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Tuesday Open House enriches the Norwegian-American experience

Photo: Kirsti Grødahl
Minderkirken congregants and friends gather for food, fellowship, and programs about Norwegian history and culture at the Tuesday Open House.

Leslee Lane Hoyum
Rockford, Minn.

Want to learn more about Norway, other cultures, your own country? You do not have to travel very far if you’re near Mindekirken on Norway Block in Minneapolis. Tuesday Open House (TOH) brings it all to you.


Photo: Kirsti Grødahl
At a recent Tuesday Open House, Mindekirken historian Gracia Grindal talked about the place of the church in the life of Norwegian immigrants.

In 1994, Ingrid Sorensen, the pastor’s wife, felt that Mindekirken congregants needed to become better acquainted with each other.  Why not, she wondered, hold an open house on Tuesdays to gather over Norwegian waffles and coffee, much like the custom at Norwegian Seamen’s Church around the world?

It was a success and TOH took root. The coffee evolved into full meals, including open-faced sandwiches, then soup was added to the menu—all dependent on the person in charge of the kitchen.

In 2002, newly appointed Pastor Jens Dale introduced the concept of continuing education as part of a luncheon gathering, and the mission of TOH advanced. He envisioned it as an outreach ministry, which could expand the knowledge of persons with Norwegian background and others interested in Norwegian history and culture.

The program has developed into reaching participants about Norwegian art (including folk art), history, music, literature, and contemporary Norwegian life. In turn, people learn about Mindekirken and all it has to offer, whether culturally or theologically.

Each TOH over the last 30 years has hosted 80 to 160 people, with attendees from more than 50 congregations representing nine denominations.

But as with any Mindekirken pastor, Dale’s stay came to an end. So, in 2005, the burning question was: Who would take over TOH programming? “Marilyn Sorensen!” shouted one attendee.

Now, nearly 20 years later, Sorensen is still making sure interesting presenters and delicious lunches continue to serve TOH guests.

Photo: Gunnar Kristiansen
When asked if she would ever run out of ideas, Marilyn Sorensen, first lady of the Tuesday Open House program, said “Never; impossible.”

When asked whether she would ever run out of program ideas, Sorensen stated matter-of-factly, “Never; impossible. I work with such a wonderful group of volunteers with endless ideas for presenters. People who attend offer wonderful ideas as well. And, in this world of virtual broadcasting, we can livestream speakers from all over the country—and the world.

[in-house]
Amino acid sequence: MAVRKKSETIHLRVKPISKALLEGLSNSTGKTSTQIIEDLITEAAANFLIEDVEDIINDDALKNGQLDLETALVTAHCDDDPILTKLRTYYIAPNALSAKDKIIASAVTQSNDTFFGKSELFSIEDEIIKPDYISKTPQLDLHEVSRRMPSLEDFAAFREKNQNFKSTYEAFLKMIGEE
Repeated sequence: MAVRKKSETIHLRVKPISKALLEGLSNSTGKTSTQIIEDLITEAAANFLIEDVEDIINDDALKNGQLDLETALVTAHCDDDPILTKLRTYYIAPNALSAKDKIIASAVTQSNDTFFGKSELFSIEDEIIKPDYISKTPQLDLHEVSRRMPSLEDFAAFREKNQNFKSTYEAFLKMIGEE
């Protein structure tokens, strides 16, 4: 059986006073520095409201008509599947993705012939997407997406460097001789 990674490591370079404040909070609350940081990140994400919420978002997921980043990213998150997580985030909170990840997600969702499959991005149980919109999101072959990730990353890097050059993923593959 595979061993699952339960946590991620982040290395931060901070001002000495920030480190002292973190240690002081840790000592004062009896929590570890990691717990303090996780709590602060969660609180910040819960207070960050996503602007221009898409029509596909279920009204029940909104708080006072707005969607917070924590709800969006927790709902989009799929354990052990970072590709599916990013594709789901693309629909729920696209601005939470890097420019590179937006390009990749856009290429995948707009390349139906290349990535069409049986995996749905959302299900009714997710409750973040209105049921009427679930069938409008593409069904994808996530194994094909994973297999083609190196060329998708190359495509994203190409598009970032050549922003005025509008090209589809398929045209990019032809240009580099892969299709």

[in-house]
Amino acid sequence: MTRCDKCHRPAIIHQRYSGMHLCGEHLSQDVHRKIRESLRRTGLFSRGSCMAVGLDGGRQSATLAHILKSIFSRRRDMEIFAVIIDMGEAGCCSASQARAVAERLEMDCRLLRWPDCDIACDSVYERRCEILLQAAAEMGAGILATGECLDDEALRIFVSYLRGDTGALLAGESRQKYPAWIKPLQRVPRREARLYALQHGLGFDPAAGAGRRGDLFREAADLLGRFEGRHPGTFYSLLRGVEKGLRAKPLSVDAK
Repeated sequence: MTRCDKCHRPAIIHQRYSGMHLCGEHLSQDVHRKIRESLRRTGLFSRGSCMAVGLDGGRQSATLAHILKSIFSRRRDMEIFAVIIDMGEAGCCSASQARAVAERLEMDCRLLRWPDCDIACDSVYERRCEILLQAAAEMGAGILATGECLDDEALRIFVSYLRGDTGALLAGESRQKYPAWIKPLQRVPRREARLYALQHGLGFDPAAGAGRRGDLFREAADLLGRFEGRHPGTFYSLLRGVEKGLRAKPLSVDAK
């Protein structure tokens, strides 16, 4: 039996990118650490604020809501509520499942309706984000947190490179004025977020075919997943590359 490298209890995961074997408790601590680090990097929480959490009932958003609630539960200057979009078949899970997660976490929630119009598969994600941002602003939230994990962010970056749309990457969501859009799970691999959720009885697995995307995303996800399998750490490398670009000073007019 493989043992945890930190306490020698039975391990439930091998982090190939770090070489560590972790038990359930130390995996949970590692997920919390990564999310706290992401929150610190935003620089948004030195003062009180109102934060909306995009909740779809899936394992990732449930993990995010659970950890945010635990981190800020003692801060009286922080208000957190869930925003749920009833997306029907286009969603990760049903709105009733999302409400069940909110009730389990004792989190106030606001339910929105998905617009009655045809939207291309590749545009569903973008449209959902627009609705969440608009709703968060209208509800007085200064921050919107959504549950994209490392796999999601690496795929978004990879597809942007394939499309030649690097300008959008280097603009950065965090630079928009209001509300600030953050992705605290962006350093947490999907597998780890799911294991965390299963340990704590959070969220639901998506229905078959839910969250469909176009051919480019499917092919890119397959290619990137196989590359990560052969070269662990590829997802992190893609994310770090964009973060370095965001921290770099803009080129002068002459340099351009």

“But we must keep in mind that the public ages, and with a ‘new’ older generation, comes a vast amount of new programming ideas,” she added.

Sorensen’s insight is absolutely correct. While the most successful programs at TOH have been those about World War II and the relationship between Norway and the United States, younger Norwegian Americans today are often concerned with more recent conflicts involving the transatlantic alliance. Some have parents and grandparents who immigrated from Norway during the last two decades, and their experiences are different from those who came before them. Yet, as the world picture changes and the focus shifts, the Norwegian-American foundation remains constant.

In light of the upcoming Norwegian Emigration Bicentennial in 2025, TOH will focus on emigration and the American experience at least once a month.

“We offer 37 programs during the year and one summer seminar,” said Sorensen. “Although celebration of the Norwegian-American immigrant story is usually focused around the first ‘organized’ emigration on the Restauration in 1825,” said Sorensen. “Norwegians appeared in the United States, specifically in New Amsterdam, earlier than that. This year, our summer seminar will fo cus on Norwegian immigration to North America and current immigration. It will be exciting.”

Photo: Kirsti Grødahl
Mindekirken Pastor Gunnar Kristiansen loves to play his guitar and lead the Tuesday Open House attendees in song, often in the Norwegian.

Mindekirken’s TOH serves as a shining example of volunteerism that provides a social atmosphere that educates and keeps Norwegian culture alive. It’s a model that may be duplicated across the United States and Canada to culturally educate the more than 5.5 million who claim Norwegian ancestry in North America.

According to Sorensen, “You just need an enthusiastic planning committee and willing volunteers. Where else can you find a satisfying lunch, an inspiring program, and enthusiastic participants!”

For more information about Mindekirken’s TOH, visit: mindekirken.org/index.php/393-Tuesday-open-house. Visitors are always welcome at Mindekirken.

This article originally appeared in the February 2024 issue of The Norwegian American.

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Leslee Lane Hoyum

Born and raised in Minnesota, Leslee Lane Hoyum attended the University of Minnesota and University of Oslo. Leslee is or has been involved with almost every Norwegian-American organization, including Sons of Norway, Sons of Norway Foundation, Ski For Light, NAHA, Leif Eriksson International Festival and Mindekirken. Leslee is a co-founder of Lakselaget and a founding member of Norway House, and has been decorated by His Majesty King Harald with the St. Olav Medal.